Club sports at Fairfield are a great way to play competitively against others, while gaining experience and having fun.

In order to play these sports, one must cross the path of John Paladino, associate director and sport club administrator at Fairfield.

He acts as a sort of general manager of the teams, keeping out of much of their day-to-day business, but still makes his presence known. However, the teams still retain some autonomy; each of the 18 club teams have officers elected to run the teams, all of whom are students.

“We try to provide the best experience possible under the university guidelines, under the department guidelines and still provide some autonomy for how they operate, to provide that leadership opportunity,” Paladino said.

When asked about how the teams are operated, Paladino described the ways in which it is student-run.

“[Student] officers come in the fall and spring with a plan of operations. I oversee that, giving the final yea or nay,” he said.

The officers do most of the everyday things, but Paladino is around to make sure everything runs smoothly; from making sure that the teams have adequate transportation to their games, to ensuring that public safety knows which students have left campus for their own safety and being a liaison between sick players and the teams that they are skipping out on due to their illnesses, Paladino does it all.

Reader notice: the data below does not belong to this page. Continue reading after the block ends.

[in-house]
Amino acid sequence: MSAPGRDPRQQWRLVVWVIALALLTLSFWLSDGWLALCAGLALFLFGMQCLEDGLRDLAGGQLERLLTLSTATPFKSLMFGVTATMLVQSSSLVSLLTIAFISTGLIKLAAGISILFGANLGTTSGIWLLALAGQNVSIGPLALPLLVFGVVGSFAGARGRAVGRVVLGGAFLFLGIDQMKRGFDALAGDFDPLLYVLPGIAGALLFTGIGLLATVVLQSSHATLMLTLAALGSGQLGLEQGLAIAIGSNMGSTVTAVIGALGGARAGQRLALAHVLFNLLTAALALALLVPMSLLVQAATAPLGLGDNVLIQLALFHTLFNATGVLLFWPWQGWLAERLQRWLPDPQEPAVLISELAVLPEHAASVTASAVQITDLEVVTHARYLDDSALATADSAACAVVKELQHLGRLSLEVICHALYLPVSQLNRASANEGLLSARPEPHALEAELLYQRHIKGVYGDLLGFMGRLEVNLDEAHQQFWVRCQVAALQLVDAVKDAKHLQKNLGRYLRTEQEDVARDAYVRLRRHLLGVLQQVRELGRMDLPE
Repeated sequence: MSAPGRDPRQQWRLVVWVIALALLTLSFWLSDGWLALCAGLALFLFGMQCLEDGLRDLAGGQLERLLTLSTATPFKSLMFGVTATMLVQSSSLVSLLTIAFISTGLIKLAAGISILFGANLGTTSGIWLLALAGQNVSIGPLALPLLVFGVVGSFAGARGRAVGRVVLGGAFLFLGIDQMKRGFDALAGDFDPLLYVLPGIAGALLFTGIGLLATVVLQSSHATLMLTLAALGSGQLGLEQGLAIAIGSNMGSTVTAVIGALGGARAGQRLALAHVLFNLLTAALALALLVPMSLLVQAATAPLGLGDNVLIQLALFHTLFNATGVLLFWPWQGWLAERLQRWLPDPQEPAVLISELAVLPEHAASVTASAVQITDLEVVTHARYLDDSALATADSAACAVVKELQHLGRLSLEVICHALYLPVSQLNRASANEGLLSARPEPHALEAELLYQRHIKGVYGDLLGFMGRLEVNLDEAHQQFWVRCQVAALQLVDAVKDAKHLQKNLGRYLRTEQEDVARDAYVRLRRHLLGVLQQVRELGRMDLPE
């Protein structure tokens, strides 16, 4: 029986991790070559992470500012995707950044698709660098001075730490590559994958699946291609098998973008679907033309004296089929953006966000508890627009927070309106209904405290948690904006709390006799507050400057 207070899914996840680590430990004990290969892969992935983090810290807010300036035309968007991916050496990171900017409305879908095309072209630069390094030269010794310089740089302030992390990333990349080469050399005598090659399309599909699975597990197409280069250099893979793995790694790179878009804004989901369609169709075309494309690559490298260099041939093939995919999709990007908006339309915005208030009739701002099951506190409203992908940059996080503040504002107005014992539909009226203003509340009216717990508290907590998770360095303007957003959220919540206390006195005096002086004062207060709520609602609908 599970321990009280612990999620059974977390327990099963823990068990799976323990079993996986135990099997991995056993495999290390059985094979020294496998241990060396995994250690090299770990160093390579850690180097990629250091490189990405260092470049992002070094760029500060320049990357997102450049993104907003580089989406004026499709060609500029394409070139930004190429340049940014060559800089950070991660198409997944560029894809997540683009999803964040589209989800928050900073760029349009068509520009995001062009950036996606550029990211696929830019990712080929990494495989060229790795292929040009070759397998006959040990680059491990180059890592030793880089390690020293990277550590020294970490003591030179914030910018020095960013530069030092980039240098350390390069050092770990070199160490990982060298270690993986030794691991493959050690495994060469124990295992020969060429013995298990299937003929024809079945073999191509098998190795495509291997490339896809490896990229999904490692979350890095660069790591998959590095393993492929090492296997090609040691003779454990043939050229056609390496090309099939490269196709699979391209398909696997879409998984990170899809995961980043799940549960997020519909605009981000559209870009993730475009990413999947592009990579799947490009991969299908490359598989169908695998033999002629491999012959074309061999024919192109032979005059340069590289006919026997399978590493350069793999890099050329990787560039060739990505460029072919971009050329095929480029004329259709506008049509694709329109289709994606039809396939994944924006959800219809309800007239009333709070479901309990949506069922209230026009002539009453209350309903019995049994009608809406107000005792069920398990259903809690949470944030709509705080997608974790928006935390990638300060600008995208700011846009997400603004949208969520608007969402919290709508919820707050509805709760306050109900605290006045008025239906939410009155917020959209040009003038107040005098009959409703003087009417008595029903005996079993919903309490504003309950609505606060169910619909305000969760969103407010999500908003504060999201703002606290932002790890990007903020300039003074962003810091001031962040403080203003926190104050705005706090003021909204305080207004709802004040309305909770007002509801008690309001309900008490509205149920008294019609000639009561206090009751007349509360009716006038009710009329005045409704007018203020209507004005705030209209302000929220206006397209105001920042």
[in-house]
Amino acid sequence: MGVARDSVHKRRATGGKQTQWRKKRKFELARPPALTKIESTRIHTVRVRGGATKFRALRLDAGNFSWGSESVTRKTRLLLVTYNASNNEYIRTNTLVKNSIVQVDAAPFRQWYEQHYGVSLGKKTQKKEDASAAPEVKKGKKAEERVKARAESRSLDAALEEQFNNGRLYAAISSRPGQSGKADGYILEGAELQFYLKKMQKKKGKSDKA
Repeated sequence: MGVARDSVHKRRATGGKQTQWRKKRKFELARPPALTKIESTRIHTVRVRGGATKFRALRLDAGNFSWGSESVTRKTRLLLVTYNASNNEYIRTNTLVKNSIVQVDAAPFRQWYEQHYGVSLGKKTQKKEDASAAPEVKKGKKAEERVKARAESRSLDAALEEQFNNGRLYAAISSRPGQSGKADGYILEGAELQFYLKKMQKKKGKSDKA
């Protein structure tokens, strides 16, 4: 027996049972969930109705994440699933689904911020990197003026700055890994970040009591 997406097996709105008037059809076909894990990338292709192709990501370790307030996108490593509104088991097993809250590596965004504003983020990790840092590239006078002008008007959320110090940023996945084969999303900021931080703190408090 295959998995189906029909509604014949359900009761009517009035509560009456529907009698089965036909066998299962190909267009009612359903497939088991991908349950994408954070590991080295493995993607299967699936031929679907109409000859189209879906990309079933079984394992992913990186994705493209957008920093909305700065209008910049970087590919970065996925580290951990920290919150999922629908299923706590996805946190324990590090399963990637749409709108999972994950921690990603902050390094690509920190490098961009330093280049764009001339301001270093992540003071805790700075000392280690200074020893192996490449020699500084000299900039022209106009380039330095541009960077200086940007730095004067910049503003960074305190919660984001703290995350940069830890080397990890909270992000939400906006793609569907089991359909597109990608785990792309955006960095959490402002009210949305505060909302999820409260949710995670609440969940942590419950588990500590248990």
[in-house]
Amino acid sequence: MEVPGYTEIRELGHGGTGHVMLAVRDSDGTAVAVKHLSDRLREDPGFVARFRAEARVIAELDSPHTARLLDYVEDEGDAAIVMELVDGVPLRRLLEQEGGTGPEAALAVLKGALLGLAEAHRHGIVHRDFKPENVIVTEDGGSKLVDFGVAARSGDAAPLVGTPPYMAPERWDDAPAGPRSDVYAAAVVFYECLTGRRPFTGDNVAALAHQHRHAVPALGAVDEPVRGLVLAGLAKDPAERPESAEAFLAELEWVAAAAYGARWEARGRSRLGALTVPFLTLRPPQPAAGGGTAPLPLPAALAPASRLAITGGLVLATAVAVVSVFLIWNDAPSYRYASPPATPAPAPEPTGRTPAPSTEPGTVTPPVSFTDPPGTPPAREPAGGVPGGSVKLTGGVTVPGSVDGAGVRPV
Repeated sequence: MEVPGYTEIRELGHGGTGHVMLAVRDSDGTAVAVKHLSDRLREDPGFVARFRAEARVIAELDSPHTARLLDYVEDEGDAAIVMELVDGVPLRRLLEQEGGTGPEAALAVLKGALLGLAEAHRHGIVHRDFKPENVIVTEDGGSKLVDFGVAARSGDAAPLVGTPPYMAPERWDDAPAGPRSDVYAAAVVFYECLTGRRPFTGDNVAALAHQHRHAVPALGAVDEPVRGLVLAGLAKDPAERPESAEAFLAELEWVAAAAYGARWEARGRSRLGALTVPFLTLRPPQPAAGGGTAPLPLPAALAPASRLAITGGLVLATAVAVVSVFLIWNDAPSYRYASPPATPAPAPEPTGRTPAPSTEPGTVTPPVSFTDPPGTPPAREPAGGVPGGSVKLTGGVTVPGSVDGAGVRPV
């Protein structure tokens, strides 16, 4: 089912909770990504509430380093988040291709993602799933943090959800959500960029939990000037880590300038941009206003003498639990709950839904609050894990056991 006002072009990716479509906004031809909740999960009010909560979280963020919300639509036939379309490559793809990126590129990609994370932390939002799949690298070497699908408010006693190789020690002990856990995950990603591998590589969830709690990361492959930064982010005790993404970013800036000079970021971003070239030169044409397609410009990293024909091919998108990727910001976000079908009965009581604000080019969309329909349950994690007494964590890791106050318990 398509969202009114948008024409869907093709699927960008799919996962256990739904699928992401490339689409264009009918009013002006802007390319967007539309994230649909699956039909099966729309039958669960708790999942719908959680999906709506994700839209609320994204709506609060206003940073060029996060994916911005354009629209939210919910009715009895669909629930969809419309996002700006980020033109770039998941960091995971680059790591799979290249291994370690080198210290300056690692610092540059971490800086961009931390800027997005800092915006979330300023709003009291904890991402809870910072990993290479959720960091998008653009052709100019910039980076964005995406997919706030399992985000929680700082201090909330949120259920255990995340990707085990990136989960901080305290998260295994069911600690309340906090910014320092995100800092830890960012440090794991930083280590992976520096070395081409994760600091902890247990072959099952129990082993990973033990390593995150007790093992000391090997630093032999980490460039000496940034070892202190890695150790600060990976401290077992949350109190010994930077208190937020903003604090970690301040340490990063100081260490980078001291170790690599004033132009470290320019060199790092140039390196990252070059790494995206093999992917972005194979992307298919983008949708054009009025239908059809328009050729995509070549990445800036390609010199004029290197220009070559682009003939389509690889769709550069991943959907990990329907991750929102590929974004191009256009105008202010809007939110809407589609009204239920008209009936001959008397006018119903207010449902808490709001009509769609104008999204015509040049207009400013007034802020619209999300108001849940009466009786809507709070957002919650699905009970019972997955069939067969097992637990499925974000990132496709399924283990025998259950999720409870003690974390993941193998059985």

The club sports at Fairfield are a good alternative to the varsity athletic teams for players who just didn’t make the cut, players who don’t have enough time on their hands to handle the added load or varsity athletes who just want to take a step down for personal reasons. These highly competitive teams have tryouts, the opportunity to travel and are a great way to get involved in a sport that is more competitive than intramurals.

However, there are some key differences from the varsity sports. For one thing, there is no recruitment of club athletes, so those interested in participating must contact the club sports office themselves. There is also no pre-registration of classes for club athletes like there is for varsity athletes, so schedules must be done very carefully if a student wants to play on a club team.  One additional, more helpful, difference between the two is the fact that club teams often practice only two or three times a week, as opposed to the varsity teams that practice almost every day. This gives the players an opportunity to make time for the team, while also having a feasible schedule.

The sports clubs are run through the National Intramural-Recreational Sports Association, a national organization that helps universities regulate club sports, making Paladino’s job much more doable. Certain club teams, like the baseball team, have higher dues because the league costs more to participate in. But, the higher price is worth the trade-off.

“[The club baseball commissioner of Fairfield’s league] is phenomenal, he organizes all of the fields of play, organizes all of the schedules, organizes and pays the umpires, so we pay them a larger fee,” Paladino said.  That isn’t to say that Paladino’s job is an easy one by any stretch of the imagination, but NIRSA’s involvement is definitely an asset.

In total, Fairfield has 18 different club sports to offer, all providing students the chance to pursue a sport, even if they cannot commit to a collegiate varsity team.

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-- Senior | Assistant Sports -- English: Journalism

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